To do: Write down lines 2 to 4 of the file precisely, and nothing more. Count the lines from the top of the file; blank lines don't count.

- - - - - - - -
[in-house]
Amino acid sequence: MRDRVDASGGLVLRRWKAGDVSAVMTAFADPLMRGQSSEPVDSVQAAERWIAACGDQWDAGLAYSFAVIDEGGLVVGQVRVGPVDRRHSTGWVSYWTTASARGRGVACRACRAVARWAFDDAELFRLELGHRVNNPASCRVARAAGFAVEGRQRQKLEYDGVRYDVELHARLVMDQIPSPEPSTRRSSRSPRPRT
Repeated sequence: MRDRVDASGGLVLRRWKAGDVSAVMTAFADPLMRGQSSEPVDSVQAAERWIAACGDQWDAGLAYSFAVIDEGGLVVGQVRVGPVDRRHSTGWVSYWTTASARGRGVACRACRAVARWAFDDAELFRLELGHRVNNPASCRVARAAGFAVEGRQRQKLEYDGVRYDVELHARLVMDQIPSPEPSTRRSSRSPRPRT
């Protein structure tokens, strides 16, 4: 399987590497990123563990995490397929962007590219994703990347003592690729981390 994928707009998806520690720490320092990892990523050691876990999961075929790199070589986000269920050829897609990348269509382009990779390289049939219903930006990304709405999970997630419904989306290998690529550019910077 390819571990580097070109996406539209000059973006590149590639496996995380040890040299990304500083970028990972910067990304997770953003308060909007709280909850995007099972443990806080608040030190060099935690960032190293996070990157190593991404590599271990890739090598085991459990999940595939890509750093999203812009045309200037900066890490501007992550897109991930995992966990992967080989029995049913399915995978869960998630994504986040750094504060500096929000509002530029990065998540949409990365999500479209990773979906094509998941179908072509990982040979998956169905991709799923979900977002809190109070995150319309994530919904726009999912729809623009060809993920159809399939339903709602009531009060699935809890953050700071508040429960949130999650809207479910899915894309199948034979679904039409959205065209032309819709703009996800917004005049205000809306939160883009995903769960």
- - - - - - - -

Amino acid sequence: MRDRVDASGGLVLRRWKAGDVSAVMTAFADPLMRGQSSEPVDSVQAAERWIAACGDQWDAGLAYSFAVIDEGGLVVGQVRVGPVDRRHSTGWVSYWTTASARGRGVACRACRAVARWAFDDAELFRLELGHRVNNPASCRVARAAGFAVEGRQRQKLEYDGVRYDVELHARLVMDQIPSPEPSTRRSSRSPRPRT
Repeated sequence: MRDRVDASGGLVLRRWKAGDVSAVMTAFADPLMRGQSSEPVDSVQAAERWIAACGDQWDAGLAYSFAVIDEGGLVVGQVRVGPVDRRHSTGWVSYWTTASARGRGVACRACRAVARWAFDDAELFRLELGHRVNNPASCRVARAAGFAVEGRQRQKLEYDGVRYDVELHARLVMDQIPSPEPSTRRSSRSPRPRT
């Protein structure tokens, strides 16, 4: 399987590497990123563990995490397929962007590219994703990347003592690729981390 994928707009998806520690720490320092990892990523050691876990999961075929790199070589986000269920050829897609990348269509382009990779390289049939219903930006990304709405999970997630419904989306290998690529550019910077 390819571990580097070109996406539209000059973006590149590639496996995380040890040299990304500083970028990972910067990304997770953003308060909007709280909850995007099972443990806080608040030190060099935690960032190293996070990157190593991404590599271990890739090598085991459990999940595939890509750093999203812009045309200037900066890490501007992550897109991930995992966990992967080989029995049913399915995978869960998630994504986040750094504060500096929000509002530029990065998540949409990365999500479209990773979906094509998941179908072509990982040979998956169905991709799923979900977002809190109070995150319309994530919904726009999912729809623009060809993920159809399939339903709602009531009060699935809890953050700071508040429960949130999650809207479910899915894309199948034979679904039409959205065209032309819709703009996800917004005049205000809306939160883009995903769960």